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having everything
middot generosity torah having everything

having everything

Written by  rav rafael

art-flockAnd Jacob uttered a vow, saying, "If God will be with me, and He will guard me on this way, upon which I am going, and He will give me bread to eat and a garment to wear; And if I return in peace to my father's house, and the Lord will be my God; Then this stone, which I have placed as a monument, shall be a house of God, and everything that You give me, I will surely tithe to You.” – Genesis 28:20-22

This seems like a strange request after being given a vision of the passageway to Heaven.  You would think that with Hashem’s promise of prosperity to Jacob earlier in the chapter he would have no worries.  One may think that this request means that Jacob is focusing on the material world while God is promising a spiritual legacy to him and his children.  I would like to argue for the opposite viewpoint.  The key is in the details of his request.  His request for “bread to eat” and “a garment to wear” implies that Jacob needs only the basics of life to serve God in fullness.  He needs no extravagant feasts or royal robes.  The basics will do – bread sufficient to to eat and clothes sufficient to wear. Jacob finalizes his request by pledging to give back to God a tenth of all that is given to him.

In this vow Jacob is acknowledging the true origin of all things.  Everything we have is on loan to us.  It is an illusion to think that whatever prosperity we attain is solely because of our own efforts.  By giving back to God, Jacob shows that whatever he calls “his” is truly through Hashem’s sustaining hand.

Everyone's eyes look to You with hope, and You give them their food in its time. You open Your hand and satisfy every living thing [with] its desire. (Psalms 145:15-16)

Later in his life we even see Jacob struggling with his wealth when he finally reunites with Esau.  After receiving a portion of blessings originally allocated to Esau, Jacob is filled with guilt.  When we first met an adult Esau, he was called “a man of the field,” which is an allusion to his attachment to the material world.  Jacob was called an “ish tam, a wholesome man dwelling in tents,”  which is an allusion to his care for the social family needs and his spiritual growth through study.  Now Jacob is not comfortable with so much material wealth and is bent on giving some of it away to Esau who values it.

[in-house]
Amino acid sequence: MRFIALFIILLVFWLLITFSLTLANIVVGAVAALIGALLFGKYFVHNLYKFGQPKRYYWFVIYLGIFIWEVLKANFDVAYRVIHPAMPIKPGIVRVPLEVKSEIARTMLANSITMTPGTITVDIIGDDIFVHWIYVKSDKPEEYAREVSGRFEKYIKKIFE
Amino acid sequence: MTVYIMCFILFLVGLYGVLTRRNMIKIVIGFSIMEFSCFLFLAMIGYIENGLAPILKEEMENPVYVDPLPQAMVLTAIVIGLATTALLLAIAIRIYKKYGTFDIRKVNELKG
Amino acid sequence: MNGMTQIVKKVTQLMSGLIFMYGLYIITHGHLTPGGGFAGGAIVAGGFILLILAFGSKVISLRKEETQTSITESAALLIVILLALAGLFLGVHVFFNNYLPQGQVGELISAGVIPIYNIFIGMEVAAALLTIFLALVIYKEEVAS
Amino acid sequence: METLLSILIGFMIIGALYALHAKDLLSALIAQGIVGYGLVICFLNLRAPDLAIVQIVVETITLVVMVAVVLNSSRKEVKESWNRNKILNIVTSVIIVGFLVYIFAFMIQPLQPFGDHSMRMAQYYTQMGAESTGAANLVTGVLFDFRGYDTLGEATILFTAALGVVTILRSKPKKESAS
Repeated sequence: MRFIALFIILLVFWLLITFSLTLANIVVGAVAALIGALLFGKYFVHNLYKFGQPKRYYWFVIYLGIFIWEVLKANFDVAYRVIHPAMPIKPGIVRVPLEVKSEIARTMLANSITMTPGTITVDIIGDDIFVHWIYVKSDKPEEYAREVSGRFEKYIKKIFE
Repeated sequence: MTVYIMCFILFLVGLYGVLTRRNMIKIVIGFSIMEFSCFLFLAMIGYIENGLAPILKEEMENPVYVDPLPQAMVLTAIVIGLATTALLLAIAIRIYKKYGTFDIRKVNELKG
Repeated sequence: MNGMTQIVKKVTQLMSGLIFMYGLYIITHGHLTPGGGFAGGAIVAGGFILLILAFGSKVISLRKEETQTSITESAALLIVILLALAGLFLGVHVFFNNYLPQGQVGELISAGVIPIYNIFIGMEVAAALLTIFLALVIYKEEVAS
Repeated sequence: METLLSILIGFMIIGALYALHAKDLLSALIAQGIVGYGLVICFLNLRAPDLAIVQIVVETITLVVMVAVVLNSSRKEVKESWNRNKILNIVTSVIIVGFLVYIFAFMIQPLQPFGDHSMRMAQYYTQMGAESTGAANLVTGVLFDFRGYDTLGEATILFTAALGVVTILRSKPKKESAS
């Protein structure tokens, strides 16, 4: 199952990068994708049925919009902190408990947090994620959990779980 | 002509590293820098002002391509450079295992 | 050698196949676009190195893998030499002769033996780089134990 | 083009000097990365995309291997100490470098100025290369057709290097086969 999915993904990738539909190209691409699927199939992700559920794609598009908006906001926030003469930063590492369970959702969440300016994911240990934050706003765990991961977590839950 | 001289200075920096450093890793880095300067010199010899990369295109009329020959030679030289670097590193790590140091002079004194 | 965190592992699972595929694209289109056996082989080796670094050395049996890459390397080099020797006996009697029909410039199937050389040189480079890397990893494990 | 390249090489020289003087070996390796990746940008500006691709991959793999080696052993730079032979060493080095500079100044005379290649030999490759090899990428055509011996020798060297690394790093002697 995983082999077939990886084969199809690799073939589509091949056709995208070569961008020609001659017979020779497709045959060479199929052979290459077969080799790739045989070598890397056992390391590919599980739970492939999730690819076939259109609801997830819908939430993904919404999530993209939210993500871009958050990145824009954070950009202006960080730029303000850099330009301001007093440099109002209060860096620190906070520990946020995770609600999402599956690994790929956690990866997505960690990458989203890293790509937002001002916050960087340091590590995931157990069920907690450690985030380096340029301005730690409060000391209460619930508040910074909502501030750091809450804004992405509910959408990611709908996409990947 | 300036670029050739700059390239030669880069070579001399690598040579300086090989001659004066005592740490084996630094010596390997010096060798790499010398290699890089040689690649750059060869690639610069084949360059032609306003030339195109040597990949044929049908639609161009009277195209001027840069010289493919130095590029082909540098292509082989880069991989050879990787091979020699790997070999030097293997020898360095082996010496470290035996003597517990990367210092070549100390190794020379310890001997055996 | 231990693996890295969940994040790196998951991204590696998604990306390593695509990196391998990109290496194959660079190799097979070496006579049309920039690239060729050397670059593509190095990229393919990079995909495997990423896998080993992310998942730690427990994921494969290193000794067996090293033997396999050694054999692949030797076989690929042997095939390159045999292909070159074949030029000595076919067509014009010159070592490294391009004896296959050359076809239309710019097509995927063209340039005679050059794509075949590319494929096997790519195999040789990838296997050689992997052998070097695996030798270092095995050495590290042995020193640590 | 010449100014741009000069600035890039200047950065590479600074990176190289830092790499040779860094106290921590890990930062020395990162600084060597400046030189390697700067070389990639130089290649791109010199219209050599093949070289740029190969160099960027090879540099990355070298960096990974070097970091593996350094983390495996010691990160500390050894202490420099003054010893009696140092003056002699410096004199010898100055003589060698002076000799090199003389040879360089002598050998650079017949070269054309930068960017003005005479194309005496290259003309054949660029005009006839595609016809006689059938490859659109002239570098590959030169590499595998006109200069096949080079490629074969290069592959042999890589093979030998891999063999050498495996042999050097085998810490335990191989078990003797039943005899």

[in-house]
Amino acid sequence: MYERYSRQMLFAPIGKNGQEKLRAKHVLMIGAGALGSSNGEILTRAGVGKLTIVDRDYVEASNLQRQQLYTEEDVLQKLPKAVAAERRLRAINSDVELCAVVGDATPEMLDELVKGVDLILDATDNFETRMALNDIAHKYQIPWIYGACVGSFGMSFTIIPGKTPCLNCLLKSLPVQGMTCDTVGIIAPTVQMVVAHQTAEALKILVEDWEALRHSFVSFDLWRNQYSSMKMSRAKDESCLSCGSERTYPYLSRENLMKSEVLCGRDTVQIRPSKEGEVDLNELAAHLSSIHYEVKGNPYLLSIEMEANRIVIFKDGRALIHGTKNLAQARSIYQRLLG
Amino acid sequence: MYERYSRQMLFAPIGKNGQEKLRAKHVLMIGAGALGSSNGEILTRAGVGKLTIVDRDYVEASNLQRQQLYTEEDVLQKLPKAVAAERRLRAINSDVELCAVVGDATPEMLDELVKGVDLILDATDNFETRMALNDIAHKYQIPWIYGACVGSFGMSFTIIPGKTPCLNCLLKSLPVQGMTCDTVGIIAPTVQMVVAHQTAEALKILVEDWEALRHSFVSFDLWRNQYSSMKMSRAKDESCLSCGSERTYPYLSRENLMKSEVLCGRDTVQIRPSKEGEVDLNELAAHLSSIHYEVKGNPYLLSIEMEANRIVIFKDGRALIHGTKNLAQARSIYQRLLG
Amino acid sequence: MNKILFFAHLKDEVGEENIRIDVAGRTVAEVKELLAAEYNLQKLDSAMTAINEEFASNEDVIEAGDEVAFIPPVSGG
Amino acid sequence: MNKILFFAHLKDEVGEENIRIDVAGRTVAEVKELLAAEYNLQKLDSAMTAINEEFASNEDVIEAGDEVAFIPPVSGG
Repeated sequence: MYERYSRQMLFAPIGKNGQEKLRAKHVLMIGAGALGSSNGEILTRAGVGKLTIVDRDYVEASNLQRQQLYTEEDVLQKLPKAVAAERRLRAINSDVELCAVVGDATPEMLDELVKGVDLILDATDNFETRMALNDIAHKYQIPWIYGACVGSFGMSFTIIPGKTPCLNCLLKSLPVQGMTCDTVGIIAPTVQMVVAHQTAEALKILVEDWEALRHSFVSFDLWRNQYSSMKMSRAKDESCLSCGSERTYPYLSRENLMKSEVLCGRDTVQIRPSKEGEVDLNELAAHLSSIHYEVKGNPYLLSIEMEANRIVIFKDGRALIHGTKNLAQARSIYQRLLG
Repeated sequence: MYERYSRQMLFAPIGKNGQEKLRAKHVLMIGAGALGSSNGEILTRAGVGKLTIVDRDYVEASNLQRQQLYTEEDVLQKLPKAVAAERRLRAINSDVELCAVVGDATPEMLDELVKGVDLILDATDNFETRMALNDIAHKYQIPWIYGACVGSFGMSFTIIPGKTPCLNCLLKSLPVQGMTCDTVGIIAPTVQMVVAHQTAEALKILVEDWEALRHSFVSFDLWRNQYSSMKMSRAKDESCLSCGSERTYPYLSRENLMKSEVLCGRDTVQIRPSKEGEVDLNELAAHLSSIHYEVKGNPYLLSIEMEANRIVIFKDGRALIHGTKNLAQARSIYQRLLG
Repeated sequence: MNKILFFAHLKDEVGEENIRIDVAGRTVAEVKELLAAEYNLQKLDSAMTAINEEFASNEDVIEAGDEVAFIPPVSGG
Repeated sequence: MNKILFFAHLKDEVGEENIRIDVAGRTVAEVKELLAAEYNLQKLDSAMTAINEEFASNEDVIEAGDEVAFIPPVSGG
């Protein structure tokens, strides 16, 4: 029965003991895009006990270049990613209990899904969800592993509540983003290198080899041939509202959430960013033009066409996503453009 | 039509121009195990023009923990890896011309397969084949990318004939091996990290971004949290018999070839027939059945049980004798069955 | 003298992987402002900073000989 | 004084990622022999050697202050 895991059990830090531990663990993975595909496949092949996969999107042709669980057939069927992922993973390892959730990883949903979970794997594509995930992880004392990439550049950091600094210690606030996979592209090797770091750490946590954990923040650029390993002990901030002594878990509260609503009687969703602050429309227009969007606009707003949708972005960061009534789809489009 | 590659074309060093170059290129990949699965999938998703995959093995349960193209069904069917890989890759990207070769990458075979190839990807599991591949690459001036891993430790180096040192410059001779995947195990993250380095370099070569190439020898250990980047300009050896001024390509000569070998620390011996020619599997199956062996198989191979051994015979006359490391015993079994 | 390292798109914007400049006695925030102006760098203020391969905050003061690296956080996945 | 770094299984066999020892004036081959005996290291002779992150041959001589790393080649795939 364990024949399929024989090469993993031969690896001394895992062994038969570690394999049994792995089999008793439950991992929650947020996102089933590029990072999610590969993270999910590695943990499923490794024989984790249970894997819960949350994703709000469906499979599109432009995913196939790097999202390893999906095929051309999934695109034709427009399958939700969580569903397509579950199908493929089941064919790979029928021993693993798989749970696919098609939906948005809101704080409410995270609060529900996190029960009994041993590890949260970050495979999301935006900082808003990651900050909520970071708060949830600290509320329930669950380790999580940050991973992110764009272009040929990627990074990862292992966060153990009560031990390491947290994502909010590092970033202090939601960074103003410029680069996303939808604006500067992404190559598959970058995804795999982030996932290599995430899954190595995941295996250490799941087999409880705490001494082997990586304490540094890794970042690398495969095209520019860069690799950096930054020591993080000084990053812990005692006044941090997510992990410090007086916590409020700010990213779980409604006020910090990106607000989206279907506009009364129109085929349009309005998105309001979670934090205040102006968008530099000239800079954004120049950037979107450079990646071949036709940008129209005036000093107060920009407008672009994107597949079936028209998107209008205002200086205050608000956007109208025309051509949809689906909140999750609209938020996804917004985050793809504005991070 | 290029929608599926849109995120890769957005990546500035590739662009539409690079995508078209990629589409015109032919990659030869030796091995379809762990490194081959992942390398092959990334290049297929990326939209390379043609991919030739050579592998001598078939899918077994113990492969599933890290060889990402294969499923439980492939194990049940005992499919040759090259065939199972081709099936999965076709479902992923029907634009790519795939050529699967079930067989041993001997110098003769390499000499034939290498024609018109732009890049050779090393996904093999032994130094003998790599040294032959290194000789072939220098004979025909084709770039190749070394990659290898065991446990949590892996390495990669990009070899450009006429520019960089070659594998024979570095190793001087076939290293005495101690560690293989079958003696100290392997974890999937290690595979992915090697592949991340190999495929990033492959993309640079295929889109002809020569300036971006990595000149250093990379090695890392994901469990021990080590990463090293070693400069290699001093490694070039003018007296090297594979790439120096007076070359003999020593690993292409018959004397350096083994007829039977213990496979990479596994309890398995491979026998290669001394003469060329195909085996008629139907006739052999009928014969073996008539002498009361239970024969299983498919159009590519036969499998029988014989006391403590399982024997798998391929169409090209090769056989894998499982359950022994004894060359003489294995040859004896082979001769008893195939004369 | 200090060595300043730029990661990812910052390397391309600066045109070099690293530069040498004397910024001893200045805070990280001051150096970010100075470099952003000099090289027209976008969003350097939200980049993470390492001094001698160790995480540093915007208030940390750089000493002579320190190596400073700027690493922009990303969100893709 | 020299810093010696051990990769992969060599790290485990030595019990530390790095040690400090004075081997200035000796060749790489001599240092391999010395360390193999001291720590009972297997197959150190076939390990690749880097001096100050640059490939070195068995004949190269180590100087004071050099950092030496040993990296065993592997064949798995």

But Esau said, "I have plenty, my brother; let what you have remain yours."  Thereupon Jacob said, "Please no! If indeed I have found favor in your eyes, then you shall take my gift from my hand, because I have seen your face, which is like seeing the face of an angel, and you have accepted me. Now take my gift, which has been brought to you, for God has favored me [with it], and [because] I have everything."  He prevailed upon him, and he took [it]." – Genesis 33:9-11

Here Jacob teaches us the key to living in this material world.  He says “יֶשׁ לִי כֹל / yesh li kol / I have everything.”  Jacob has more than enough to live; in fact, Hashem has given him everything he needs as He promised.  He fears that if he gets caught up in only the physical and material wealth of the world he will misplace his acute awareness of the spiritual/emotional wealth that he possesses.  And so it is with us. True happiness awaits us when we appreciate all that we have.  Our sages said it well:

Ben Zoma said : "Who is wealthy? One who is happy with his lot.” – Avot 4:1

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